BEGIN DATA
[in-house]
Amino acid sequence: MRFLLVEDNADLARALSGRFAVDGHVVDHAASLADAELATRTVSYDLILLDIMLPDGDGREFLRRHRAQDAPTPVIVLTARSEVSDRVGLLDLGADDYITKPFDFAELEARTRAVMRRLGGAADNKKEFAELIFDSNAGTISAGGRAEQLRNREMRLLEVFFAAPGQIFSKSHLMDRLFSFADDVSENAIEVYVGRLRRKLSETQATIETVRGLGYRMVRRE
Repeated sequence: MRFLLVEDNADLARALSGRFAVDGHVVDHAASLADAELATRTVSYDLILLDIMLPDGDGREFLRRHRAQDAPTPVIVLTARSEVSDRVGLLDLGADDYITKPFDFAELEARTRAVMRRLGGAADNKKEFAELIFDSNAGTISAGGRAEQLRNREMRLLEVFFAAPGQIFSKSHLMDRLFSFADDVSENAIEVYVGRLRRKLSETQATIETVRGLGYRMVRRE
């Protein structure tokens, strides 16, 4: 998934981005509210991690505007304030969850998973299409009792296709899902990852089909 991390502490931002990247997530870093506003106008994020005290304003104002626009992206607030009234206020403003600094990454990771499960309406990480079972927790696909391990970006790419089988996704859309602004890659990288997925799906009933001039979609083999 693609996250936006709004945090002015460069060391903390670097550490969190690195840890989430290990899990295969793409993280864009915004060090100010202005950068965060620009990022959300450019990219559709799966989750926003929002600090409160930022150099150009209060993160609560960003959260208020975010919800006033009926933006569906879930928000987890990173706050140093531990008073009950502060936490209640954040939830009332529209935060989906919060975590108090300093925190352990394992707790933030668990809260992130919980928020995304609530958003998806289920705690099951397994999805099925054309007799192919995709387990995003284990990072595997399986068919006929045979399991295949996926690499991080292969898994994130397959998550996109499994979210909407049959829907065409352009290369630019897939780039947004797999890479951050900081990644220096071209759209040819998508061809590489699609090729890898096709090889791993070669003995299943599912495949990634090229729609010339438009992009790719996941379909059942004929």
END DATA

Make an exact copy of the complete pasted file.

[in-house]
Amino acid sequence: MRFLLVEDNADLARALSGRFAVDGHVVDHAASLADAELATRTVSYDLILLDIMLPDGDGREFLRRHRAQDAPTPVIVLTARSEVSDRVGLLDLGADDYITKPFDFAELEARTRAVMRRLGGAADNKKEFAELIFDSNAGTISAGGRAEQLRNREMRLLEVFFAAPGQIFSKSHLMDRLFSFADDVSENAIEVYVGRLRRKLSETQATIETVRGLGYRMVRRE
Repeated sequence: MRFLLVEDNADLARALSGRFAVDGHVVDHAASLADAELATRTVSYDLILLDIMLPDGDGREFLRRHRAQDAPTPVIVLTARSEVSDRVGLLDLGADDYITKPFDFAELEARTRAVMRRLGGAADNKKEFAELIFDSNAGTISAGGRAEQLRNREMRLLEVFFAAPGQIFSKSHLMDRLFSFADDVSENAIEVYVGRLRRKLSETQATIETVRGLGYRMVRRE
């Protein structure tokens, strides 16, 4: 998934981005509210991690505007304030969850998973299409009792296709899902990852089909 991390502490931002990247997530870093506003106008994020005290304003104002626009992206607030009234206020403003600094990454990771499960309406990480079972927790696909391990970006790419089988996704859309602004890659990288997925799906009933001039979609083999 693609996250936006709004945090002015460069060391903390670097550490969190690195840890989430290990899990295969793409993280864009915004060090100010202005950068965060620009990022959300450019990219559709799966989750926003929002600090409160930022150099150009209060993160609560960003959260208020975010919800006033009926933006569906879930928000987890990173706050140093531990008073009950502060936490209640954040939830009332529209935060989906919060975590108090300093925190352990394992707790933030668990809260992130919980928020995304609530958003998806289920705690099951397994999805099925054309007799192919995709387990995003284990990072595997399986068919006929045979399991295949996926690499991080292969898994994130397959998550996109499994979210909407049959829907065409352009290369630019897939780039947004797999890479951050900081990644220096071209759209040819998508061809590489699609090729890898096709090889791993070669003995299943599912495949990634090229729609010339438009992009790719996941379909059942004929």